She has been widely condemned for peddling anti-Semitic stereotypes — for which she publicly apologized. Ms. Omar also was criticized for what she called undue influence of Jewish lobbies, and for what was widely interpreted as questioning American Jews’ allegiance to the United States.
The use of similar tropes by members of the Labour Party in Britain has prompted several Labour lawmakers to resign in protest. They are also common talking points in extremist Islamist circles.
“When French Muslims attack Jews in Paris or Marseille,” said Mr. Nirenberg, of the University of Chicago, “it is because Islamist discourse has taught them to understand not only the situation of Palestinians, but also the global status of Islam and even their own poverty and marginalization in France, as in some way caused by Zionists and Jews.”
But data, particularly from Germany, suggests that most contemporary anti-Semitism is nevertheless primarily still perpetrated by the white, far right, who are often also virulently anti-Muslim.
“It cheapens the very right struggle against anti-Semitism for Islamophobic bigots to weaponize it in their campaigns,” said H.A. Hellyer, a nonresident expert on Islam and the Middle East at the Atlantic Council, a research group.
“One needn’t agree with Congresswoman Ilhan Omar to recognize that she is being targeted primarily as a black, Muslim, hijab-wearing woman, and by many people whose records on combating bigotry and discrimination, or calling it out in their own ranks, are abysmal,” Dr. Hellyer added.
It is unsurprising to find a resurgence of anti-Semitism at a time of prolonged political and economic instability, historians and analysts say, when citizens from many different political and cultural traditions are grasping for easy explanations for sudden and complex injustices.
Just as Jews were a ready-made scapegoat during previous eras of anxiety about the pace of social change or global economic trauma, so are they again today, said Stefanie Schüler-Springorum, the head of the Center for anti-Semitism Research in Berlin.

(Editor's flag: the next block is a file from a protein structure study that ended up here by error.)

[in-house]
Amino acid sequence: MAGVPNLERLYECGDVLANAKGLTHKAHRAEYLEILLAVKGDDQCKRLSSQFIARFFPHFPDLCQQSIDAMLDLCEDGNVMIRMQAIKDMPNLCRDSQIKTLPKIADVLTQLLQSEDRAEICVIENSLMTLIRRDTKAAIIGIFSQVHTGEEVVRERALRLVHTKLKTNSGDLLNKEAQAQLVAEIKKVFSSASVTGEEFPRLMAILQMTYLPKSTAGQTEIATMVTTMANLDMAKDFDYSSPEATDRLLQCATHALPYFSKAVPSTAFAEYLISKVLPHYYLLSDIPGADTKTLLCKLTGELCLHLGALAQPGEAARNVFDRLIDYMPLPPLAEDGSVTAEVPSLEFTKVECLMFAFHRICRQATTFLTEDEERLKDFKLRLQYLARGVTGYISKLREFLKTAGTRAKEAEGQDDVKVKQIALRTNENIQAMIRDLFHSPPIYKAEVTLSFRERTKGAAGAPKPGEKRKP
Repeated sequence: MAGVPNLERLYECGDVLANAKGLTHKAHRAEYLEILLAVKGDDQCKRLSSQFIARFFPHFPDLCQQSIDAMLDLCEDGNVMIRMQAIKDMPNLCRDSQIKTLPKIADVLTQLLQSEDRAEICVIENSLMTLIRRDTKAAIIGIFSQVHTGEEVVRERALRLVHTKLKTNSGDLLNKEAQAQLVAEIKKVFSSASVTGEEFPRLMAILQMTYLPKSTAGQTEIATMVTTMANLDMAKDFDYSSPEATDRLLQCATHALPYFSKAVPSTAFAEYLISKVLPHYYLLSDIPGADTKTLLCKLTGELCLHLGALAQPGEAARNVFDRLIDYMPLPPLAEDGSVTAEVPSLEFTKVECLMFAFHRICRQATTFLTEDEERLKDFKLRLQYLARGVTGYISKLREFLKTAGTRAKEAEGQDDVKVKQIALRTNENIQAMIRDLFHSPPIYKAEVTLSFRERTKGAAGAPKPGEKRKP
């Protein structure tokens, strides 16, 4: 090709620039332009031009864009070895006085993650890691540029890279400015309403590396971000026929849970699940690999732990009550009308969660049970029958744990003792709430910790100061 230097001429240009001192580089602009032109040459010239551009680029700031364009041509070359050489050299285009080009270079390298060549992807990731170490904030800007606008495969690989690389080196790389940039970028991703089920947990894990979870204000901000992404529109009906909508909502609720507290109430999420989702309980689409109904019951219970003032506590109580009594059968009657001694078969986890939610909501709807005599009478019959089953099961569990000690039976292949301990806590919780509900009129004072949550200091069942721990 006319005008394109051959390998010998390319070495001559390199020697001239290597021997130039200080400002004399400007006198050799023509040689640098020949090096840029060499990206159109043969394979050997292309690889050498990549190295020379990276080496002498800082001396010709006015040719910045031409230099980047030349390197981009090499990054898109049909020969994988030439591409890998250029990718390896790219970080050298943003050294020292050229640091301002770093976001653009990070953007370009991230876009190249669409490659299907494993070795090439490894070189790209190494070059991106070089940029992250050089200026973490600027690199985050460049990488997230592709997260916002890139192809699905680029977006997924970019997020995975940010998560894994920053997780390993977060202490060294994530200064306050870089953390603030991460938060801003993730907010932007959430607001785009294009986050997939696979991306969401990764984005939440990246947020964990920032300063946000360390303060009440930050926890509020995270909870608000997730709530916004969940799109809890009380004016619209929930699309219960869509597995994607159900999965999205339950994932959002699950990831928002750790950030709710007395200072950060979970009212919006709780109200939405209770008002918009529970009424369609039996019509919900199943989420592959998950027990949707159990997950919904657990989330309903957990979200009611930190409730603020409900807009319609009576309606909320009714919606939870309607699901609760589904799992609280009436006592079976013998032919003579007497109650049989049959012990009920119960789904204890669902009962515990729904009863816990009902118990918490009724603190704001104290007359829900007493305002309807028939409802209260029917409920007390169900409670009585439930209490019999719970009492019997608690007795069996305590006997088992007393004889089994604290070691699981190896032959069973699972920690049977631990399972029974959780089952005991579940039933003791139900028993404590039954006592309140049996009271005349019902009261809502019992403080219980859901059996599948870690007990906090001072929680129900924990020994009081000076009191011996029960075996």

“Globalization and especially the crisis of 2008 have strengthened a feeling of being at the mercy of mechanisms that we do not understand, let alone control,” Ms. Schüler-Springorum said. “From there it is only a small step to classical conspiracy theories, which have always formed the core of anti-Semitism.”
That step is even smaller in the social media age. Rumor and conspiracy theories have always played a role in stoking anti-Semitism. Today, the speed at which lies can spread, because of the internet, is without precedent.
The increasingly hard-right Israeli government led by Mr. Netanyahu is a point of divergence for the different strands of contemporary anti-Semitism.
Far-right political figures like Mr. Orban have drawn close to Israel, while leftist anti-Semites revile it. But both do so for the same reason: They perceive Israel as a country that has done its best to preserve its ethnic and religious character at the expense of a Muslim minority.
The main difference is that Mr. Orban, the prime minister of another small country fighting to preserve its ethnic identity, sees this as a virtue, whereas leftist critics of Israel, such as the supporters of the British Labour leader, Jeremy Corbyn, largely do not.
Both left and right “have the same image of Israel,” said David Hirsh, a sociologist at Goldsmiths College, University of London, and a critic of Mr. Corbyn who campaigns against the academic boycott of Israel.
“Corbyn says that Israel is a uniquely belligerent human-rights-abusing state that defends its purity at all costs against Muslims,” he said. “And I suspect that people on the far right have exactly the same picture of Israel — that it is a belligerent country that defends itself against Muslims.”
For critics of Mr. Netanyahu, this also explains why the leader of the world’s only Jewish state might find common cause with a far-right leader like Mr. Orban, despite the latter’s anti-Semitic leanings.
Mr. Netanyahu and Mr. Orban share an approach to domestic politics: an antipathy for liberal voices, a discomfort with Muslim minorities and a willingness to work with the far-right.
Like Mr. Orban in Hungary, Mr. Netanyahu has introduced legislation that targets civil society organizations that receive significant funding from overseas. His government has forbidden non-Jews to exercise the right to self-determination, and removed Arabic as an official Israeli language.
Recently, Mr. Netanyahu engineered an electoral pact with a racist party from the far-right fringe who could help him retain power in a general election later this year.
“I don’t believe that Netanyahu really wants a State of Israel with no Arabs, but I believe he does want a State of Israel where the position of Jews is so dominant and secure that it would never have to consider having to be a Western-style liberal democracy without an ethno-religious character,” said Derek Penslar, a professor of Jewish history at Harvard University.
“There is an aspiration for ethnocracy,” added Mr. Penslar. “It doesn’t mean there are no other ethnic groups — but only one group truly rules.”
And though the relationship between Mr. Netanyahu and Mr. Orban may trouble some in the Jewish diaspora, it may not be so troubling for Israelis themselves, said Yossi Shain, a professor of political science at Tel Aviv University.
Mr. Orban supports Israel’s right to exist, whereas his critics are perceived by some Israelis “to demean Israel’s nationalism and right to exist,” said Mr. Shain, the author of a forthcoming book addressing the subject.
“And for Israelis, that is the core of anti-Semitism in the modern era.”